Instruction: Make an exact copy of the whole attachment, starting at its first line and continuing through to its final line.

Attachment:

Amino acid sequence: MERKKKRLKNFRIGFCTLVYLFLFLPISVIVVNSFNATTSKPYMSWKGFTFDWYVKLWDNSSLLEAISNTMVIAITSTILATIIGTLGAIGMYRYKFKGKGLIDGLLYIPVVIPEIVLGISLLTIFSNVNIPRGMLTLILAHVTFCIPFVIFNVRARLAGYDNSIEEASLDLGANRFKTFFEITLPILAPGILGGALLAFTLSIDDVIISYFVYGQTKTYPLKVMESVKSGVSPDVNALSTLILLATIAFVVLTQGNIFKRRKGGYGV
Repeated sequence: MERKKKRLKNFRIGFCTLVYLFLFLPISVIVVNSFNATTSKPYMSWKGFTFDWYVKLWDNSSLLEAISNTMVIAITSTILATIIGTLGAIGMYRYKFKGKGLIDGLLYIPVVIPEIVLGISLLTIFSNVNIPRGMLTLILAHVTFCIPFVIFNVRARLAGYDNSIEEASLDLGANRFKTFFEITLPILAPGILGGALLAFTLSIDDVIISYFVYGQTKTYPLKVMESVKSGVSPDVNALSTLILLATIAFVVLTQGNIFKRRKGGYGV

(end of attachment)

Amino acid sequence: MERKKKRLKNFRIGFCTLVYLFLFLPISVIVVNSFNATTSKPYMSWKGFTFDWYVKLWDNSSLLEAISNTMVIAITSTILATIIGTLGAIGMYRYKFKGKGLIDGLLYIPVVIPEIVLGISLLTIFSNVNIPRGMLTLILAHVTFCIPFVIFNVRARLAGYDNSIEEASLDLGANRFKTFFEITLPILAPGILGGALLAFTLSIDDVIISYFVYGQTKTYPLKVMESVKSGVSPDVNALSTLILLATIAFVVLTQGNIFKRRKGGYGV
Repeated sequence: MERKKKRLKNFRIGFCTLVYLFLFLPISVIVVNSFNATTSKPYMSWKGFTFDWYVKLWDNSSLLEAISNTMVIAITSTILATIIGTLGAIGMYRYKFKGKGLIDGLLYIPVVIPEIVLGISLLTIFSNVNIPRGMLTLILAHVTFCIPFVIFNVRARLAGYDNSIEEASLDLGANRFKTFFEITLPILAPGILGGALLAFTLSIDDVIISYFVYGQTKTYPLKVMESVKSGVSPDVNALSTLILLATIAFVVLTQGNIFKRRKGGYGV